English (ENGL) 492

Research and Writing Projects in Literature (Revision 1)

ENGL 492 Course website

Temporarily closed, effective March 15, 2017.

Delivery Mode: Individualized study

Credits: 3

Area of Study: Humanities

Prerequisite: ENGL 211 and ENGL 212 or equivalent, plus two senior English courses and permission of the professor is required.

Faculty: Faculty of Humanities & Social Sciences

English Studies Home Page

ENGL 492 is not available for challenge.

Course website


Students in ENGL 492 complete an extended research and writing project under the direction of a professor. The topic for the project will be determined by consultation between the student and the professor. The course of study will normally include the production of a major paper. The project proposal will include the goals, the procedures, and the deadline for completing the different phases of the work.


ENGL 492 is designed for students who want to pursue a particular literary topic of study. There is some choice of topic which is limited by the research and teaching interests of the faculty in the Centre for Language and Literature. A project can focus on the works of a major author. The approach can be primarily literary or interdisciplinary.

Note that ENGL 492 has a similar purpose and structure as ENGL 491, which has a strong emphasis on Cultural Studies.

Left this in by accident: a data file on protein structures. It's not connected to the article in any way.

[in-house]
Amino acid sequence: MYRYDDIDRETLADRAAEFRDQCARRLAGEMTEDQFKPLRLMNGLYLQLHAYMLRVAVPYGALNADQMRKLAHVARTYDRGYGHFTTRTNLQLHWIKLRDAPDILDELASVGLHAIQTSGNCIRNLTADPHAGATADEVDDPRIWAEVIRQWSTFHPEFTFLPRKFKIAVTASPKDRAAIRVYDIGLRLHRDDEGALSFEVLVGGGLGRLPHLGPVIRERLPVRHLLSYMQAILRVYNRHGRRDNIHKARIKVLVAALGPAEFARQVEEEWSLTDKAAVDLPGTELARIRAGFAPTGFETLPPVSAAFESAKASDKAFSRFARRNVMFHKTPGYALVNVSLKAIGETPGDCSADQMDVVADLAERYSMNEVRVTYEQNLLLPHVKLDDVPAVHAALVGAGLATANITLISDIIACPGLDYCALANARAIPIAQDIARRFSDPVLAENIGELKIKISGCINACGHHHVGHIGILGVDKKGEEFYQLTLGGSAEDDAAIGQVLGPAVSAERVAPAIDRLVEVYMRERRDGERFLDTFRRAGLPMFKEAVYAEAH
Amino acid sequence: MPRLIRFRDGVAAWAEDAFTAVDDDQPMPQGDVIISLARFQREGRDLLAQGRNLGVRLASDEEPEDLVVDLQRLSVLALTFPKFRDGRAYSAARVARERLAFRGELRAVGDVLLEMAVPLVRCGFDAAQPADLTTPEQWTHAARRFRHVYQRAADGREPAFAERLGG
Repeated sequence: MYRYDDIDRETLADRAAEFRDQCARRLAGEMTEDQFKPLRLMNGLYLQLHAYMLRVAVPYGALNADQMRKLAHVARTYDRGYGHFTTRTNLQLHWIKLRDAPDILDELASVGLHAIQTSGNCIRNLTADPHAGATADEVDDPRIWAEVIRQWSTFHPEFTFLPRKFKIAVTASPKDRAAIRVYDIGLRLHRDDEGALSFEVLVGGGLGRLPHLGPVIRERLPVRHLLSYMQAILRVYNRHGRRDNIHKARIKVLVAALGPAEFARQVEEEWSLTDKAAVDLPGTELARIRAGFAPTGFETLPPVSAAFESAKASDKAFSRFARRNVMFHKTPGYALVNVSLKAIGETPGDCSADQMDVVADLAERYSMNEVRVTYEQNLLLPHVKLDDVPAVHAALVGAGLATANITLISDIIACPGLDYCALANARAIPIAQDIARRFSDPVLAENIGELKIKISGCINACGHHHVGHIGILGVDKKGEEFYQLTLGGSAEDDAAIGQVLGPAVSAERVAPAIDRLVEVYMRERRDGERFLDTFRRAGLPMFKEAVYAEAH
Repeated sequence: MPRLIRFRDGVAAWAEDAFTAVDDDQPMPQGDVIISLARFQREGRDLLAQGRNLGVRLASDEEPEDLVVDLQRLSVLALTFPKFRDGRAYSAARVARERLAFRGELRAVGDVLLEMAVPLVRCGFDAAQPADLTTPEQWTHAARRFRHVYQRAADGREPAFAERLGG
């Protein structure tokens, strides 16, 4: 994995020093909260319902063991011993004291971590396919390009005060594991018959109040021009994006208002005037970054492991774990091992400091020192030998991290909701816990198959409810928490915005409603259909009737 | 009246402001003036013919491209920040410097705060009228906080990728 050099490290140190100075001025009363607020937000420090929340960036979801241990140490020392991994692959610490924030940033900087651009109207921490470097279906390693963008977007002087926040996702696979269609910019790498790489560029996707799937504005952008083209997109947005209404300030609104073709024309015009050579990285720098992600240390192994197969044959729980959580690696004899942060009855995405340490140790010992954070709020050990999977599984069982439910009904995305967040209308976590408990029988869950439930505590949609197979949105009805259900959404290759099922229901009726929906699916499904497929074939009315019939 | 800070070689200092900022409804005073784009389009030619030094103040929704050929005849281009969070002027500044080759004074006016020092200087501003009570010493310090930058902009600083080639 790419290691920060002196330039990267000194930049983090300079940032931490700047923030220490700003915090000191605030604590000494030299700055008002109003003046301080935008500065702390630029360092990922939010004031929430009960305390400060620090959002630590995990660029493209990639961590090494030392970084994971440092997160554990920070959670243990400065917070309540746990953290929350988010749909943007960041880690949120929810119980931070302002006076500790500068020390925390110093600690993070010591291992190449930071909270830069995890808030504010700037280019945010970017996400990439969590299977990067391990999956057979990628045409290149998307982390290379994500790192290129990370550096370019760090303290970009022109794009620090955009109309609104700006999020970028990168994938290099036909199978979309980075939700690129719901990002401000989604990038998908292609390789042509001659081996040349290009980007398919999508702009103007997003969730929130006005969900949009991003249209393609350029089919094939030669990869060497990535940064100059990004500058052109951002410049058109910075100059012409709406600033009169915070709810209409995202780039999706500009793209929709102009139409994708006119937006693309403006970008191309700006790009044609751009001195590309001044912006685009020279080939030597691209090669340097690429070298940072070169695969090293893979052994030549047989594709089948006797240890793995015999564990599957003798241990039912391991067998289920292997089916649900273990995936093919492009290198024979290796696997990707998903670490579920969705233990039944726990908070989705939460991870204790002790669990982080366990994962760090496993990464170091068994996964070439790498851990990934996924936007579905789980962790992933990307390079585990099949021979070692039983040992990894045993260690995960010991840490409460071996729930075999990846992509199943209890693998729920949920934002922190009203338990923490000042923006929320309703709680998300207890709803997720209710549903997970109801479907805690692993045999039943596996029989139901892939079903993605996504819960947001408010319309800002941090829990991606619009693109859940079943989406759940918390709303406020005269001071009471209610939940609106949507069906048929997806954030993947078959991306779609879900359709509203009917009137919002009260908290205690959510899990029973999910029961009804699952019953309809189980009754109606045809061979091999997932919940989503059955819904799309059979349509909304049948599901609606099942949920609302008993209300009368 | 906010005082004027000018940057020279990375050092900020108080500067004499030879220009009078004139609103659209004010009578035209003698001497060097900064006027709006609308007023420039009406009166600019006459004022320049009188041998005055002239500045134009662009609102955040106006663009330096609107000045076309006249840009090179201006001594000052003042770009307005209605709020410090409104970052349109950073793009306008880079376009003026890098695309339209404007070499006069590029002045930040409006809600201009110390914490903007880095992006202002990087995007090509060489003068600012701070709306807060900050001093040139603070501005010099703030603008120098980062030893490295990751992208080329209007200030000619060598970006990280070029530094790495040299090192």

To receive credit for ENGL 492, you must achieve a minimum grade of 50 percent on each assignment and a composite course grade of at least ā€œDā€ (50 percent). The weighting of the course assignments is as follows:

Formal project proposal Progress Report Research Paper Bibliography Total
10% 10% 70% 10% 100%

To learn more about assignments and examinations, please refer to Athabasca University's online Calendar.

Course Materials


Roberts, Edgar V. Writing About Literature. 13th ed. Upper Saddle River, NJ: Pearson Prentice Hall, 2012.

Other Materials

The course materials also include a student manual.

Athabasca University reserves the right to amend course outlines occasionally and without notice. Courses offered by other delivery methods may vary from their individualized-study counterparts.

Opened in Revision 1, August 23, 2006.

Updated March 16 2017 by Student & Academic Services